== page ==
Tag Archives: wool

Did You Know? (Urine, Pt. 1)

The second process in preparing wool for spinning is scouring.  Wool has a natural grease, suint, that is removed by washing the wool in a warm weak alkaline solution; traditionally stale urine (which produces a solvent, ammonium hydroxide) was used.

The Primary Textile Industry In Canada – McCullough, p. 13

also

Fermented suint for cleaning fleeces – https://mozfiberlife.wordpress.com/fsm/

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Wool Fibre

We recently bought the following wool skeins/hanks:

  • Janice Kraemer, 102 skeins, merino-mix wool, 4 ply

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  • Wilde Yarn Mill (out-of-business), wool, 28 cones (straw), 1 cone (nutmeg), 2 cones (brown)
  • ? , 4 cones – large (nutmeg), wool

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  • Janice Kraemer, Merino, 99 skeins, 4 ply, 300 yards/skein

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Wilde Yarn Mill, 9 hanks, 4 ply, warping

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Wilde Yarn Mill, 22 hanks, 4 ply

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?, 9 hanks, 3 ply

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…all for $50.  We cannot believe how fortunate we have been when it comes to acquiring weaving supplies.  Thank you to those who were involved.  We are grateful…

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Sorting Threads And Yarns

Cotton – Orlon – Linen

Last night I sorted all threads, yarns, and cloth that I had received with the two looms I purchased last winter/spring.  Better aware of what these are I disposed of lesser quality products.  I was quite happy that I had as many warp threads as I do.  There is a preponderance of cotton.  There are a few spools of orlon, and four of linen.  Most of the coloured thread is cotton, with some wool and synthetics.  I have a good amount of waft wool from Holland.  The cotton spools will be good for me to practise on this winter before I move into wool.  Again, quite a haul of free materials; it seems that when people want to get out of weaving, they are happy to get rid of everything.  Which can be good fortune for those who are buying used looms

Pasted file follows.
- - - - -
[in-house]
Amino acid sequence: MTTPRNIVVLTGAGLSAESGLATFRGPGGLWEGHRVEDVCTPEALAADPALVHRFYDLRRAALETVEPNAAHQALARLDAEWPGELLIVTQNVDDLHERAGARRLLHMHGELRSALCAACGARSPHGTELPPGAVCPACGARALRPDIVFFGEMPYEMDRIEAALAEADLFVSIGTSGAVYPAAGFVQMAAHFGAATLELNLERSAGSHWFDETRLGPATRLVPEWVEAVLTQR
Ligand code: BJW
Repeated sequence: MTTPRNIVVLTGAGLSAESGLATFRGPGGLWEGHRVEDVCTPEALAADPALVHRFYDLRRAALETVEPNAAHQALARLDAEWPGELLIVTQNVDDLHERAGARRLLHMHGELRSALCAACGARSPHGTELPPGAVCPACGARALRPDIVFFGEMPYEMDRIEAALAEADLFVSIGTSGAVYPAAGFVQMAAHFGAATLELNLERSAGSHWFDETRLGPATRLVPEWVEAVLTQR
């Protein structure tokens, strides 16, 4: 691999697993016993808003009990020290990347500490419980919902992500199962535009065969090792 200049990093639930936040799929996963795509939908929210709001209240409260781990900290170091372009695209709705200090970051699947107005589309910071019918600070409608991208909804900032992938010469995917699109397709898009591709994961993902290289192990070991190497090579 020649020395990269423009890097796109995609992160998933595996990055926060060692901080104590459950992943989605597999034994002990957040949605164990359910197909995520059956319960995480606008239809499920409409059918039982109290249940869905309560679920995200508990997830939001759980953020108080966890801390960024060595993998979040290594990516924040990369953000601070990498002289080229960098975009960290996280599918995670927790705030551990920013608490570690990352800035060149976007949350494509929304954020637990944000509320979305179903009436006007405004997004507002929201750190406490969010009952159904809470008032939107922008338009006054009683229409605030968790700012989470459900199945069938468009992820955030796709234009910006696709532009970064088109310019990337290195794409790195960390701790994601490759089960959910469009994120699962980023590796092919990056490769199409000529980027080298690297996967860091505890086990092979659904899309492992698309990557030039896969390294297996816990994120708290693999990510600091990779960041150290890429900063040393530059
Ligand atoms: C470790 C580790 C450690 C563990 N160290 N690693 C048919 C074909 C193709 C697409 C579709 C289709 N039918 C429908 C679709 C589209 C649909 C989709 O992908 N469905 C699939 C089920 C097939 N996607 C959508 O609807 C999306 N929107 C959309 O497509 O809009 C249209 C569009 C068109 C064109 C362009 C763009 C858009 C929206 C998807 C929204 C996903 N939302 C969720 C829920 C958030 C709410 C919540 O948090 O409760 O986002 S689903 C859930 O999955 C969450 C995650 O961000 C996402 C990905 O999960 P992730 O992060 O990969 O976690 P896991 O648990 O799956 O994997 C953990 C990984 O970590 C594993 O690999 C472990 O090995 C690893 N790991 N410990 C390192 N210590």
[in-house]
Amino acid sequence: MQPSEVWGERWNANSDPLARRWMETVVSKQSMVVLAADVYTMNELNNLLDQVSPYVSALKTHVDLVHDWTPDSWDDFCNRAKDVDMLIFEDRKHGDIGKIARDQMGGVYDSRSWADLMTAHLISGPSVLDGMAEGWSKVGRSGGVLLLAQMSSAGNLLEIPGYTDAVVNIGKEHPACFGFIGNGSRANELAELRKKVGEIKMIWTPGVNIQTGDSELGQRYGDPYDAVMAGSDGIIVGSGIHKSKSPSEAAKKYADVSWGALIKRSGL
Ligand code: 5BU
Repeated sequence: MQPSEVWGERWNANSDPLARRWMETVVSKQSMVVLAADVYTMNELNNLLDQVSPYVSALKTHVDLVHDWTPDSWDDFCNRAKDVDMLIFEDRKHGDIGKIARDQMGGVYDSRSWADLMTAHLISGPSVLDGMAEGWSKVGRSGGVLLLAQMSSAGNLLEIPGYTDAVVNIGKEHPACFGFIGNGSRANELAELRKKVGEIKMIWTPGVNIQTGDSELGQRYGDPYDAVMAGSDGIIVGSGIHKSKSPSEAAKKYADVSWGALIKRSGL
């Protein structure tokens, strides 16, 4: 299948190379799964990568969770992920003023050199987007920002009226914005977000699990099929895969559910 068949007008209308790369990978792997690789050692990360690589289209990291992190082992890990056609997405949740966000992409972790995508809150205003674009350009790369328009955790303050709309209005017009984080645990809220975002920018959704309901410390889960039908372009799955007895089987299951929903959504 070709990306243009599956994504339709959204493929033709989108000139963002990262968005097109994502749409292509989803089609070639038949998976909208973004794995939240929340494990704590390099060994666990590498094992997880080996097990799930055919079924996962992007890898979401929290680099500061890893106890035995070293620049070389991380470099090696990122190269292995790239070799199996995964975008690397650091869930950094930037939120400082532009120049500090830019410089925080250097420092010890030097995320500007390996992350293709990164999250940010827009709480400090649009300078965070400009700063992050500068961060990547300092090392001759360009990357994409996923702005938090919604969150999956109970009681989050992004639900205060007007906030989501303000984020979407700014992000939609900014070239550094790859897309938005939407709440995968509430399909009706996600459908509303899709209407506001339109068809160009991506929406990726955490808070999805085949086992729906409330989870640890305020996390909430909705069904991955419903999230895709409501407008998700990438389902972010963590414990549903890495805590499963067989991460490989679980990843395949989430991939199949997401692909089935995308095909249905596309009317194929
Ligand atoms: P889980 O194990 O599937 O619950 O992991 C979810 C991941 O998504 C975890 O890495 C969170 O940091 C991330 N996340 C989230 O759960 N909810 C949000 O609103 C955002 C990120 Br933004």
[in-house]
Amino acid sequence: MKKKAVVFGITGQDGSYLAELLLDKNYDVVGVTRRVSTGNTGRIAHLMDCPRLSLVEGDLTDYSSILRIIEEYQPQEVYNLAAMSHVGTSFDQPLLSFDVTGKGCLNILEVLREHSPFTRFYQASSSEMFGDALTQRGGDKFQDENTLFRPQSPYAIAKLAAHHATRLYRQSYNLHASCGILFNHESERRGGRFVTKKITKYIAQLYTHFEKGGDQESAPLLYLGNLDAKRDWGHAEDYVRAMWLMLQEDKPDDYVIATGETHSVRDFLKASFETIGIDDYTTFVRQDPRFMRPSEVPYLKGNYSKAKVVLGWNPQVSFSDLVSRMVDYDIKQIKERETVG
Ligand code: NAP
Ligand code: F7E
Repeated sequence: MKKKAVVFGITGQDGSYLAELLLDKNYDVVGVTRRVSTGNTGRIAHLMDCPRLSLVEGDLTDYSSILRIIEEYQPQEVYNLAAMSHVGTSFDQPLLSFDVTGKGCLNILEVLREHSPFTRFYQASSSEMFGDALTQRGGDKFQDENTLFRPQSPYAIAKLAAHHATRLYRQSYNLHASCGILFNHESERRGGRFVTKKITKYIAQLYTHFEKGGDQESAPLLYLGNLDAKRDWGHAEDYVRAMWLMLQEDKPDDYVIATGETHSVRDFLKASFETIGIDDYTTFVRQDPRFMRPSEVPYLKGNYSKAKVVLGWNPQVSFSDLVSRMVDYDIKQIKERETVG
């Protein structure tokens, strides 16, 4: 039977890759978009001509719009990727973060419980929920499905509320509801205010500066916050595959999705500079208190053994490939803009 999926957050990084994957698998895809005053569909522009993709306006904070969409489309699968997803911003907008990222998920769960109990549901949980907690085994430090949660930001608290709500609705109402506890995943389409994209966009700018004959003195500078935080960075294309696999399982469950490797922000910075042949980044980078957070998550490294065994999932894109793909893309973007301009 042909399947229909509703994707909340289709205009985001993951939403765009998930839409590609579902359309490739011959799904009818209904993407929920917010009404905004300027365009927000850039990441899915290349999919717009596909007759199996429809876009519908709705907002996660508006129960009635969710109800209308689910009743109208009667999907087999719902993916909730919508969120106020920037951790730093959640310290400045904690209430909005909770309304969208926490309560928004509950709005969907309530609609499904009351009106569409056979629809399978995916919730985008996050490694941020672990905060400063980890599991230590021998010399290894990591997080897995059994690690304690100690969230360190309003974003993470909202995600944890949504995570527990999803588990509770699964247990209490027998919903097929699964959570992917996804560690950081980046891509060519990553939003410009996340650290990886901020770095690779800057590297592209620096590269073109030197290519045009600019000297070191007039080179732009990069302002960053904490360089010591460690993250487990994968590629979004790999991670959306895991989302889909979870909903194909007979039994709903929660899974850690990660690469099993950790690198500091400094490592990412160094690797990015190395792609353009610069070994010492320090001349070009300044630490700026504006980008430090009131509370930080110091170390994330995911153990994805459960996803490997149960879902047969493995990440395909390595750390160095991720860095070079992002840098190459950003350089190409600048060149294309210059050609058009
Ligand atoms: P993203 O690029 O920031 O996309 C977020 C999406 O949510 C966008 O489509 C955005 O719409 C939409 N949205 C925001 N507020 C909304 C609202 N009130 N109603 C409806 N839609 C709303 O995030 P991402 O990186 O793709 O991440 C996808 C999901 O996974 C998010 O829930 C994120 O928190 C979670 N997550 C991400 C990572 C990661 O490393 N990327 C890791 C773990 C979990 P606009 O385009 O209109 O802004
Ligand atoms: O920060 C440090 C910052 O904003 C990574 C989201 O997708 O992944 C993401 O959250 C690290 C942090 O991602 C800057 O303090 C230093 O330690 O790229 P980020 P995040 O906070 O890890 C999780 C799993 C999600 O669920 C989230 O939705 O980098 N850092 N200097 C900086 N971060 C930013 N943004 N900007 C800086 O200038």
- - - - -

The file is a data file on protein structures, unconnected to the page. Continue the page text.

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Ugly…

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I plugged the holes yesterday and sealed cracks.  This morning at 6:00 a.m. I was outside and made a reinforced plywood top, applied silicone to all seams, put a foam gasket along the top of the wagon, and laid plastic and a tarp to waterproof the lid.  Then I took guests fishing; it rained mid-afternoon.  My truck is now back in service after sitting in a shed for the past couple of weeks loaded with fibre. The bin is full and serves its purpose, namely, to get my wool protected until I am done farming and can clean it.  100 fleeces are now under cover and awaiting cleaning.  I really am looking forward to using it…

Wool Storage